As I sit on the floor typing today, outside the window directly in front of me is a large maple tree. The crisp, autumn temperatures have caused its leaves, once all green and full of life, to turn to a vibrant yellow. The leaves are wavering back and forth as the breeze blows through them, causing several of them to lose their grip on the branch they’ve called home for the last several months. They float to the ground, the deck, the car parked under the big, yellow expanse of branches–wherever the wind takes them will be their new home for a short while. Eventually, the yellow will fade as it is separated from the life that it once held onto. The ground is covered with leaves gone before today. They are no longer the summer color of green, nor are they the autumn colors of red, orange or yellow. Instead, the ground is a variety of brown hues. The once soft leaves now crunch under foot, the life completely gone from them.
I recently read a quote that said, “Autumn is proof that death can be beautiful.” I had never thought of the fact that the beauty of autumn exists because of death. A tree sheds its leaves to go dormant for the cold months that characterize our Minnesota winters. With branches bare, one may think the tree itself is dead, but this is not the case at all. Just the leaves died in order to allow the tree the energy it needs to rest through the winter months when sunlight is scarce. Inside the tree, there are still processes happening that will allow the tree to come to life again in the spring. Autumn has always ranked as a top season for me. I love to watch the leaves fall from the trees in a stiff breeze and then walk through them and hear the crunching under my feet.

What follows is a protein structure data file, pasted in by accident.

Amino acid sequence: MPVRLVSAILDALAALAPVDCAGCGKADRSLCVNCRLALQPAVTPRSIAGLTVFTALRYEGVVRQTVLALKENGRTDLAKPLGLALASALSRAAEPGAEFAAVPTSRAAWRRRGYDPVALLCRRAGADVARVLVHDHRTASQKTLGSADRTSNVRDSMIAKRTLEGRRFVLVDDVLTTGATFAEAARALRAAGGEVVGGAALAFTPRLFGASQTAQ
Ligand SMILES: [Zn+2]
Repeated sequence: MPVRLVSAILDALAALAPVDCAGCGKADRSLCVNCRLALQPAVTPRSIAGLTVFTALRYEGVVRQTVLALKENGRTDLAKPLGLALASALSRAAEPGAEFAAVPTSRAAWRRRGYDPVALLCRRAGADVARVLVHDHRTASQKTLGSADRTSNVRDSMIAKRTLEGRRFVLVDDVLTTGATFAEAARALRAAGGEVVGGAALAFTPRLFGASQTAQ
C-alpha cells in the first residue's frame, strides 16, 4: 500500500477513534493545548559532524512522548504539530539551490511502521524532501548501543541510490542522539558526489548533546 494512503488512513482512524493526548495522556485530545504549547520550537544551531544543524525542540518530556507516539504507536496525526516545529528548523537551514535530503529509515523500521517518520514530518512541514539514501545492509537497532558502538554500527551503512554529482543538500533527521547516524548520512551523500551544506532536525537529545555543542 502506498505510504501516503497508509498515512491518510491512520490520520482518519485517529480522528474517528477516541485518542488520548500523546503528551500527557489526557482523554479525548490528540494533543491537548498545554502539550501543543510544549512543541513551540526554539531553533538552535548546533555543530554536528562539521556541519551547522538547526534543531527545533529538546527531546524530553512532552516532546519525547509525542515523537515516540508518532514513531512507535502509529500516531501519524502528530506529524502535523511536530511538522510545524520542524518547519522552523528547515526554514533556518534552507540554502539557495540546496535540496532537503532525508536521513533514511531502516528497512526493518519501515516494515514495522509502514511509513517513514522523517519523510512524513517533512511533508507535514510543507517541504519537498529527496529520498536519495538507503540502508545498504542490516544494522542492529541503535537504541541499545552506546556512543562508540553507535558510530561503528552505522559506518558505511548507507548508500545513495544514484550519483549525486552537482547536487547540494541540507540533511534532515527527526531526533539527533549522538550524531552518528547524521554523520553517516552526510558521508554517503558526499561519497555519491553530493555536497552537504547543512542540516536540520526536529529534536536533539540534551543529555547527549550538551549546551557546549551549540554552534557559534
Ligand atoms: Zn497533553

This year, autumn has been a difficult season for me. In some ways I wonder if I am like the giant maple tree outside the window. I feel as though I am a picture of death. There has been little life in me for some time now. I get through each day, thankful when the respite of sleep sets in, only to have to wake up the next morning and hope to get through another day. I don’t know what I am supposed to be doing right now. My life seems to hold no purpose. Depression and pain scream at me everyday, telling me I am worthless. I hate myself. I hate what I’ve become. Yet, I feel powerless to change it.
Several months from now, new buds will appear on the empty branches of the giant maple tree. Those buds, with the right combination of sunshine and rain, will eventually open up to big, green leaves. The branches will once again be full and will once again give shade from the heat of the sun. The tree appears dead for a season. My depression hit in the spring. It continued through summer and now through fall. Will it ever release me from its grip? Will I eventually experience life once again? Or am I destined to forever be the winter version of the tree–alive somewhere inside but dead to those around me?